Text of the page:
Bill would make it a crime to enforce a U.S. terror law
Enforce the law, go to jail?
A Republican assemblyman wants to make it a crime in California to enforce a federal law that allows terror suspects to be detained indefinitely, even when no charges have been filed.
Assembly Bill 351 by Tim Donnelly of Twin Peaks would allow officials to be charged with a misdemeanor if they enforce the federal detention law in California.
Donnelly said detaining suspects indefinitely violates constitutional and law enforcement rights to due process, speedy trials by an impartial jury, and freedom from unreasonable searches and cruel or unusual punishments.
"I'm absolutely committed to wiping out terrorism, but we must safeguard our constitutional rights," Donnelly said. "I'm not trying to stop the federal government from doing their job, I'm trying to stop them from an overreach of power," he said.
If AB 351 had been the law in World War II, it would have prohibited Japanese Americans from being forced into internment camps, Donnelly said.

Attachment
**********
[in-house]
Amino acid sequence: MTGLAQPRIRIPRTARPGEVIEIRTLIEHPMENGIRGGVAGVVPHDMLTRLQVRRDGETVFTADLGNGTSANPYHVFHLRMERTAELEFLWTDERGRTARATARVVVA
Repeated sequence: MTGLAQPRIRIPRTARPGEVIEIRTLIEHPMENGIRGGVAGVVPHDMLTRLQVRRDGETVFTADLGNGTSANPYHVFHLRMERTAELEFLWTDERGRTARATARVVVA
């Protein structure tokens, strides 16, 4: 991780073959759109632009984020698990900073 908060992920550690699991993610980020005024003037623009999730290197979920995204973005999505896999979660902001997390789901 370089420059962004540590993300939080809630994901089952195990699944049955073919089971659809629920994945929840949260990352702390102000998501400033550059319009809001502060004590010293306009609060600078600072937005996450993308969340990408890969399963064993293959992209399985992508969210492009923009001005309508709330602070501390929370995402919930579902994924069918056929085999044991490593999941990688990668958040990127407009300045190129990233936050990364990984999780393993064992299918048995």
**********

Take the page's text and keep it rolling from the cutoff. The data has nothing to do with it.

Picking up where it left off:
President Barack Obama signed the indefinite-detention law as part of a wide-ranging defense-spending law. He expressed reservations about the measure's detention powers, however, in acting on the bill in December 2011.
AT THE CAPITOL
Assembly Republicans want a state audit on the enforcement of reporting requirements designed to prevent dangerously mentally ill people from obtaining firearms. GOP Assemblymen Katcho Achadjian of San Luis Obispo and Allan Mansoor or Costa Mesa noted a national study that did not include California showed a significant lack of compliance.
"An average of 200 people a day move here from California. There's a suburb here, Keller, that is now nicknamed 'Kellerfornia.' "
BUD KENNEDY, columnist for the Fort Worth Star-Telegram, during an online chat on the virtues of Texas and California.